Laura Caraccioli’s career with California-based Electus started with an innocent prompt from a proud mother: “You should meet my son Benny!”
The proud mother was Mary Silverman and the ambitious son, of course, Ben Silverman, former co-chairman of NBC Entertainment and Universal Media Studios, now founder and chairman of Electus.
Self-described “next-generation studio,” Electus strives to integrate brands into original content at the idea stage. It produces traditional broadcast shows such as Get Out Alive with Bear Grylls (created in association with Wal-Mart) on NBC and Bet on Your Baby (also brand-inspired) on ABC, alongside more next-gen content such as DumbDumb’s celeb-packed Denny’s Always Open web series.
As head of the company’s content marketing department, Caraccioli has unique insight into creating high-quality branded content – or as she prefers to call it, “brand-inspired” content – and it was this insight she shared as the keynote speaker of today’s BCON Expo in Toronto.
Co-sponsored by StreamDaily sister publications Playback and strategy magazine, the one-day event brought together brands and original content producers.
As Caraccioli pointed out, thanks to social media and the explosion of platforms, brands now sit at the forefront of audience aggregation, creating huge communities around the products they sell and experiences they strive to create. In turn, this creates a unique opportunity to reach a particular audience via original content – the point at which Electus steps in.
The company’s USP is bringing brands in at the very seed of an idea, or even before it. Instead of the traditional media-agency-led model in which an outcome is desired, parameters set in place and an RFP to “vendors” issued, Electus prefers to develop a relationship with a brand, and than help translate that brand to content creators, who can then run with idea creation within the parameters of the brand.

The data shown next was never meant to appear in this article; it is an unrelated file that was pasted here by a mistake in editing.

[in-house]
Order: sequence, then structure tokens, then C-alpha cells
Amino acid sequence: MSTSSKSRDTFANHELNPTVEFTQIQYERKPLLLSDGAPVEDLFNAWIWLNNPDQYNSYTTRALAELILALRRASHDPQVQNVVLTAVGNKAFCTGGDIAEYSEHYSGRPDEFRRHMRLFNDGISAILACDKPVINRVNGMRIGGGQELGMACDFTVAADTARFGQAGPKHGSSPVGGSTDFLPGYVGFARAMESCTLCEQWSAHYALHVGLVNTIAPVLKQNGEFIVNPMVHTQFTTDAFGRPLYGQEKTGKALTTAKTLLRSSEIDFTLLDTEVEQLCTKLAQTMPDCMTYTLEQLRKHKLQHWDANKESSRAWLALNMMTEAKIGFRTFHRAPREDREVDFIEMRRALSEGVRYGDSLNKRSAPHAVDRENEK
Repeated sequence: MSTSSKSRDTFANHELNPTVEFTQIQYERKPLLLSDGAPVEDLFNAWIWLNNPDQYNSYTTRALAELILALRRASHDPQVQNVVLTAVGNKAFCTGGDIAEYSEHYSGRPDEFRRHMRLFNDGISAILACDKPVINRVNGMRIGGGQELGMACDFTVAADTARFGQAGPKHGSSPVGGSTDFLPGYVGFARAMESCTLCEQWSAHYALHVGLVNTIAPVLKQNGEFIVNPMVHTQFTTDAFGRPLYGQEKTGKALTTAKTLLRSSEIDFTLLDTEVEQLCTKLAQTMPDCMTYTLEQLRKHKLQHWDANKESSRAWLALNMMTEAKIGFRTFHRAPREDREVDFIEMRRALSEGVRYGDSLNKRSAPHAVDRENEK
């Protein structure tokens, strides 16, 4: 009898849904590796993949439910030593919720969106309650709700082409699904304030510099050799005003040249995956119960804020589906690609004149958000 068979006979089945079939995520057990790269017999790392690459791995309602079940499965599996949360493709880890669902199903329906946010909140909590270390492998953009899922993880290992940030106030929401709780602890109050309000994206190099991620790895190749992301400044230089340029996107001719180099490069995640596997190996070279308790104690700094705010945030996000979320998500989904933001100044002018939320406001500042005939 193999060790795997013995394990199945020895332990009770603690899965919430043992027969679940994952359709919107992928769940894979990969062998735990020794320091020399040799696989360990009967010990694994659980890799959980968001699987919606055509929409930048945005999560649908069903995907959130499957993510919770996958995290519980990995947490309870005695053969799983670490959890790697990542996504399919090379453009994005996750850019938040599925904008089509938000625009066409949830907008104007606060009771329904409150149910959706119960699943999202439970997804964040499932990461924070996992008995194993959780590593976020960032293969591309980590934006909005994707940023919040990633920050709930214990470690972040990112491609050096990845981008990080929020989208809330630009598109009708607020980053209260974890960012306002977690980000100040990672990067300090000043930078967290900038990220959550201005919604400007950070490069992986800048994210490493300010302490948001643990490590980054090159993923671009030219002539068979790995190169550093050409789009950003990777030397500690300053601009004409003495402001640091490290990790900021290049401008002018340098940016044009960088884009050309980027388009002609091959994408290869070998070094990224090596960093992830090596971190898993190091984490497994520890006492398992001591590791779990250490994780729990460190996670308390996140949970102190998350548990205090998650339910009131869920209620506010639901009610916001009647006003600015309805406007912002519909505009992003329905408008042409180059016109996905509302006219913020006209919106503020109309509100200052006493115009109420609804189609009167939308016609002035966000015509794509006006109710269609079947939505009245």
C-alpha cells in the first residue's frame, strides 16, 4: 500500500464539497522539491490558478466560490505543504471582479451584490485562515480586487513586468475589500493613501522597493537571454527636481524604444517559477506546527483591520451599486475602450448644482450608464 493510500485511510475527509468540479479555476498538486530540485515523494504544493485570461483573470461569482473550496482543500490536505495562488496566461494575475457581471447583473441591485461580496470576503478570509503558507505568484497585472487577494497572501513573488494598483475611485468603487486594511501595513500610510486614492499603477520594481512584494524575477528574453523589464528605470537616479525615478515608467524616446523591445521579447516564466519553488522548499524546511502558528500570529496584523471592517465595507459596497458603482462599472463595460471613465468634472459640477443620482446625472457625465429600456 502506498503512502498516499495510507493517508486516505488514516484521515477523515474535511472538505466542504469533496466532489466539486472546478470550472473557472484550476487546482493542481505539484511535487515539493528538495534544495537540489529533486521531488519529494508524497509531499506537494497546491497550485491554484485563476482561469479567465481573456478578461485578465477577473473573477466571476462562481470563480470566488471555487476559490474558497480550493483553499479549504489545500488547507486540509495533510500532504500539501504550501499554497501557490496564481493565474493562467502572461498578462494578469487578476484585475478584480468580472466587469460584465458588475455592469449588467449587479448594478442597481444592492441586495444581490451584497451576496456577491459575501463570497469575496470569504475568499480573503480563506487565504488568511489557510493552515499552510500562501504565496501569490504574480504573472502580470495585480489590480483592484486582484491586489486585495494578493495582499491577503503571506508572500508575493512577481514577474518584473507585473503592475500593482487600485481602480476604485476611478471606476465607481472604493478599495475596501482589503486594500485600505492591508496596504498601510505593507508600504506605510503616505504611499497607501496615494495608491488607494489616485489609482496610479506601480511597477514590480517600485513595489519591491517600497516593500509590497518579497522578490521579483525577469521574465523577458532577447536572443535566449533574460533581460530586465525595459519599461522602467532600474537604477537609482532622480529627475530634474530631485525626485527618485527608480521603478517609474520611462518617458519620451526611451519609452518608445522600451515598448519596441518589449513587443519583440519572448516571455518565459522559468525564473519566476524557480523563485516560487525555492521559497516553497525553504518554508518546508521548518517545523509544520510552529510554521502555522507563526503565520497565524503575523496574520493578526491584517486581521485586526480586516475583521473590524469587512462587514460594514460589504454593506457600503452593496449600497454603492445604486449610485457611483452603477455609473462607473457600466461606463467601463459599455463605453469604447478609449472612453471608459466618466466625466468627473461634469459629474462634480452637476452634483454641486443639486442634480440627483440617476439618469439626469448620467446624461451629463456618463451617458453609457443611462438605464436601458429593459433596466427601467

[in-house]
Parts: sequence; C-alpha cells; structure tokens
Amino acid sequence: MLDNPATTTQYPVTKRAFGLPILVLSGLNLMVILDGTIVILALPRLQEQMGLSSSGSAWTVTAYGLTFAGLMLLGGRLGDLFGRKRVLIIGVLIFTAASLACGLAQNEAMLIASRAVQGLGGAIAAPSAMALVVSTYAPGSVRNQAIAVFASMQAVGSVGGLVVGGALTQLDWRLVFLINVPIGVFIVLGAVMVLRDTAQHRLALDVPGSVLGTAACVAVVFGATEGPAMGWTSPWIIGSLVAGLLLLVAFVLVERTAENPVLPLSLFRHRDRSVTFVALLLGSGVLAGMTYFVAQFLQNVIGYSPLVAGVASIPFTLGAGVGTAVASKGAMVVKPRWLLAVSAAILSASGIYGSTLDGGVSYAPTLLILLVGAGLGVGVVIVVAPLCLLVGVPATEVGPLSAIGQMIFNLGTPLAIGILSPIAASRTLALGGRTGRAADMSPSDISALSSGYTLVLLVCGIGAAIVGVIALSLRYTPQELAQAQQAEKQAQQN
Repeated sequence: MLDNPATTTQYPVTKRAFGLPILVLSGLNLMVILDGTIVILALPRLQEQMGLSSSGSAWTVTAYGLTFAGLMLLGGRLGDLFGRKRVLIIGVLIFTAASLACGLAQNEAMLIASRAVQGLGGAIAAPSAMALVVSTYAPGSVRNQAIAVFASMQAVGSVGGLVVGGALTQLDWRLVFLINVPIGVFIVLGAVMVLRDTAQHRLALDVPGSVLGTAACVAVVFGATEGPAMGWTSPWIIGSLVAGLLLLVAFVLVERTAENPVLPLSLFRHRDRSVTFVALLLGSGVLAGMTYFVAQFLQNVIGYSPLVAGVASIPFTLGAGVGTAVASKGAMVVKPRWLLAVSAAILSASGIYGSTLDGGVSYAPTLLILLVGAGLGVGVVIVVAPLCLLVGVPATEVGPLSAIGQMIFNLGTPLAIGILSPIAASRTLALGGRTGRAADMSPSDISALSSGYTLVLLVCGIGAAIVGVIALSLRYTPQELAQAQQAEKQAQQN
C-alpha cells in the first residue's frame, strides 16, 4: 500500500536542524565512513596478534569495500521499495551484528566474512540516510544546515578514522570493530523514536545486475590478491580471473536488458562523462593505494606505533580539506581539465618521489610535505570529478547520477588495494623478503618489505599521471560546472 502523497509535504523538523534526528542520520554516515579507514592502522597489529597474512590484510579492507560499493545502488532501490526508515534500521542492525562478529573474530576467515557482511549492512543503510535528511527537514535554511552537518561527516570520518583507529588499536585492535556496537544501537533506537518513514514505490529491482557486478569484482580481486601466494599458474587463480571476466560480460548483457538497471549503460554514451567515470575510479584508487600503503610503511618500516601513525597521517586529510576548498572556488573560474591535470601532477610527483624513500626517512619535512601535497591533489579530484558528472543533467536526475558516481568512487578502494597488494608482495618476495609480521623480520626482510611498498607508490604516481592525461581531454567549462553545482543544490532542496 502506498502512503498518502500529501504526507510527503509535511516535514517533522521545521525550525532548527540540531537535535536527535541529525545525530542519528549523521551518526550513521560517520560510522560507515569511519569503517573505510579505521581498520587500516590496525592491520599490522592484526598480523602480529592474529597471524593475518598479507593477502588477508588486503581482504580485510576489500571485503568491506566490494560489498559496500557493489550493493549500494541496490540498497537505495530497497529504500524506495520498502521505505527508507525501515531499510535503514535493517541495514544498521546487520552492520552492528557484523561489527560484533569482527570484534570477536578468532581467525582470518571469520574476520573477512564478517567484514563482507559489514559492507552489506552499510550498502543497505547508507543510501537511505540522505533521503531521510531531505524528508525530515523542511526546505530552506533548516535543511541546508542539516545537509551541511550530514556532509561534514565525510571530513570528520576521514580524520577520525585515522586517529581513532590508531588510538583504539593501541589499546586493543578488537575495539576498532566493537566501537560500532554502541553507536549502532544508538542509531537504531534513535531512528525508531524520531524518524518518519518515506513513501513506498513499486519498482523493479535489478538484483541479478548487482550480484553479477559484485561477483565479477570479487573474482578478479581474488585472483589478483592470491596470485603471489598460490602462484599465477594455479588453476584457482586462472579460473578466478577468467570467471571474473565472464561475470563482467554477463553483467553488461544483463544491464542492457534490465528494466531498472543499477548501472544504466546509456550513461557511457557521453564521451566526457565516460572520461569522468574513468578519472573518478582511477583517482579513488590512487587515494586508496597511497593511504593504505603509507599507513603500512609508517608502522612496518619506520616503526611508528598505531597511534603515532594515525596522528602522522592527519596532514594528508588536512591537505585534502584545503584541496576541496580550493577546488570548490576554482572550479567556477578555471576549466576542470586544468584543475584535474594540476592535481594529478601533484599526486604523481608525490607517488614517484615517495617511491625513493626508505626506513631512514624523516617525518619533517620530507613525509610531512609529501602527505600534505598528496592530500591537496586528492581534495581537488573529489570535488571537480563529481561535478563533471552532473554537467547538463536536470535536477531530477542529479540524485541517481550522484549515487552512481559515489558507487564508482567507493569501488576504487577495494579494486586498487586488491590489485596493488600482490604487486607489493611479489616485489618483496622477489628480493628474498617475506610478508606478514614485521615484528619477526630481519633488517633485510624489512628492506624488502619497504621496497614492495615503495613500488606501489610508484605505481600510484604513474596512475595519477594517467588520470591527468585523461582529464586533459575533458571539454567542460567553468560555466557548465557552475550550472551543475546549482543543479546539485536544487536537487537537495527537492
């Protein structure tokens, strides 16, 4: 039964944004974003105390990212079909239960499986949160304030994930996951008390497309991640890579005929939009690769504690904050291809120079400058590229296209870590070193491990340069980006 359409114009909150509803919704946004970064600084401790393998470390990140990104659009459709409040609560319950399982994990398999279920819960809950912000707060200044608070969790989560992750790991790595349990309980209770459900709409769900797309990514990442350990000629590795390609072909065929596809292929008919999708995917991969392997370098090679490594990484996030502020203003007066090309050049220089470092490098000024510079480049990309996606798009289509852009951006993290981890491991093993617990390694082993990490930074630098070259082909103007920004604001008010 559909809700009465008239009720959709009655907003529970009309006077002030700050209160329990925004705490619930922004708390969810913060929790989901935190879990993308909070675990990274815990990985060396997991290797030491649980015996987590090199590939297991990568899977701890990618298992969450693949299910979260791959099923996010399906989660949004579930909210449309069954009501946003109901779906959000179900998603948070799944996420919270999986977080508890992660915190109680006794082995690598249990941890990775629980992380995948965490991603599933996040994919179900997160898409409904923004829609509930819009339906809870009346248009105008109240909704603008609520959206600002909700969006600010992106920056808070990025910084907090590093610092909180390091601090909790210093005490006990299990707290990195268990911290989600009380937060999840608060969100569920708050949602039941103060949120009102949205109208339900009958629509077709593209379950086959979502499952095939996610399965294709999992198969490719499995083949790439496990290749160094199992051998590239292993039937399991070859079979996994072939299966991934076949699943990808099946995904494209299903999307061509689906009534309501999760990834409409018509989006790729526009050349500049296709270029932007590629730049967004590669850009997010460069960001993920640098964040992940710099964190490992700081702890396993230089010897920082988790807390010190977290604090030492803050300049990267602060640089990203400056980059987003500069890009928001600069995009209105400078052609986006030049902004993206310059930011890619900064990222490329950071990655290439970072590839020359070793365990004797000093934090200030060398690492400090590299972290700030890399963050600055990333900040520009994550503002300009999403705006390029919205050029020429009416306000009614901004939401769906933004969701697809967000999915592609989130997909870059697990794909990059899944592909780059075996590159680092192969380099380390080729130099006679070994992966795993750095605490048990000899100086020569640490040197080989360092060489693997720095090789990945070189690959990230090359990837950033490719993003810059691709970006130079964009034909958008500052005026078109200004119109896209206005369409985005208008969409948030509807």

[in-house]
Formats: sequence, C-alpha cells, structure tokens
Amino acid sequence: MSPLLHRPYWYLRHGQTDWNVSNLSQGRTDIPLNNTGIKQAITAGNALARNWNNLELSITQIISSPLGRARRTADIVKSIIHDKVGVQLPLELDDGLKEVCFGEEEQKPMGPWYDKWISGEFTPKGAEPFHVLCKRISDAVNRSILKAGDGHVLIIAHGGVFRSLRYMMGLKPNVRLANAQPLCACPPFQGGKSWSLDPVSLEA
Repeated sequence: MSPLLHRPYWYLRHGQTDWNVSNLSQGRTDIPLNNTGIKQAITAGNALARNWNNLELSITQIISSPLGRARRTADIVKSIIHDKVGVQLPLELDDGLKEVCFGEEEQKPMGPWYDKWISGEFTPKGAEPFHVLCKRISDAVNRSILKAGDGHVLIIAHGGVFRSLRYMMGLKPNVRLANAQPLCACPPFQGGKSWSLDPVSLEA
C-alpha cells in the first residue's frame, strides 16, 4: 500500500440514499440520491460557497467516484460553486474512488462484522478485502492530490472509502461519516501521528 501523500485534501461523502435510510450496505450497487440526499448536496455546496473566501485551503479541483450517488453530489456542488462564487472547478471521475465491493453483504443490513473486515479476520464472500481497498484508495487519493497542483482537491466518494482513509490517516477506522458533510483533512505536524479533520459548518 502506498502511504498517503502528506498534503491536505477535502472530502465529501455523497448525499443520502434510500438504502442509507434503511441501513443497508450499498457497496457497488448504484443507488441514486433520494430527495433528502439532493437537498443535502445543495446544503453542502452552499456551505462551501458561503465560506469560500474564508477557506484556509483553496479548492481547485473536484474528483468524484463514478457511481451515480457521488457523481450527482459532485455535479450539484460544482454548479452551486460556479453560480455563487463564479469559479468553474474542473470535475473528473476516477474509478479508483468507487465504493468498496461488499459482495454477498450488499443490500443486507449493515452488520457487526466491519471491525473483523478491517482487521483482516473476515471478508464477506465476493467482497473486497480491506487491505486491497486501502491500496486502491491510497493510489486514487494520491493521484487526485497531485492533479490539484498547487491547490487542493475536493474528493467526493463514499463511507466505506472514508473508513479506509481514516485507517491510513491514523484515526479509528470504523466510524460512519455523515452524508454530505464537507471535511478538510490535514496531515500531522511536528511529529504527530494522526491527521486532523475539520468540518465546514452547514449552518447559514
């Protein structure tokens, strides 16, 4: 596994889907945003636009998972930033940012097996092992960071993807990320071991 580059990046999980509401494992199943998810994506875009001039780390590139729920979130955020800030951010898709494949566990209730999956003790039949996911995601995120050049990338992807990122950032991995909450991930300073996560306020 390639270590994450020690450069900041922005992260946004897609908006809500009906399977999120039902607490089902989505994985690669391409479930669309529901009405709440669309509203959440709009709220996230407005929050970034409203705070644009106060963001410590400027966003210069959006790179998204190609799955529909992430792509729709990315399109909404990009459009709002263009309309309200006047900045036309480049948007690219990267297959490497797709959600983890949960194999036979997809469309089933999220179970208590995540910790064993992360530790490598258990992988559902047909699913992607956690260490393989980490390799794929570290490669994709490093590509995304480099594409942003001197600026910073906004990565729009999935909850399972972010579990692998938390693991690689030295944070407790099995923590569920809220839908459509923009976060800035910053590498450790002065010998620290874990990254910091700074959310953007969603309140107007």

“‘Content first’ is what we always say and I think the brand community wants that too,” Caraccioli told the BCON audience.
To achieve this, Caraccioli likes to set up a writers’ room, get in it, and work with creatives directly. Her role, she says, is as brand translator, helping writers to understand the true DNA of a brand so the content ultimately reflects it in an organic, rather than forced, way.
“Find your authenticity, find your story, find out where you can play and then feed that audience and start a conversation,” she emphasized.
As an example, she cited Denny’s Always Open (pictured), a web series “talk show” that took place in a Denny’s booth. “That idea came from a bunch of SNL writers sitting in a writers’ room. They came up with a gazillion ideas and that’s the one that resonated the most.”
However, the client wanted the actors – which included Andy Richter, Jessica Biel and more – to talk about the food. But DumbDumb founder Jason Bateman stressed that doing so would interrupt the natural flow of improv comedy, the format on which the web series was based.
Bateman’s perspective won, and food was not forced into dialogue. However, once the series aired, conversations about Denny’s food started appearing in online comments, a natural outcome of a series that revolved around meals. The campaign not only achieved its goal of reaching millennials, an audience Denny’s felt was lacking, it also won a Cannes Lion advertising award.
And once a brand scores a hit with its audience, the business possibilities open up, Caraccoli said.
“Brands are my business partners as well,” she said, pointing out that the brand co-created format for Bet on Your Baby is now sold into 80 territories. “I can’t stress the business side of it enough. You have to have a way to create strong business partnerships with your clients so you can create really strong IP.”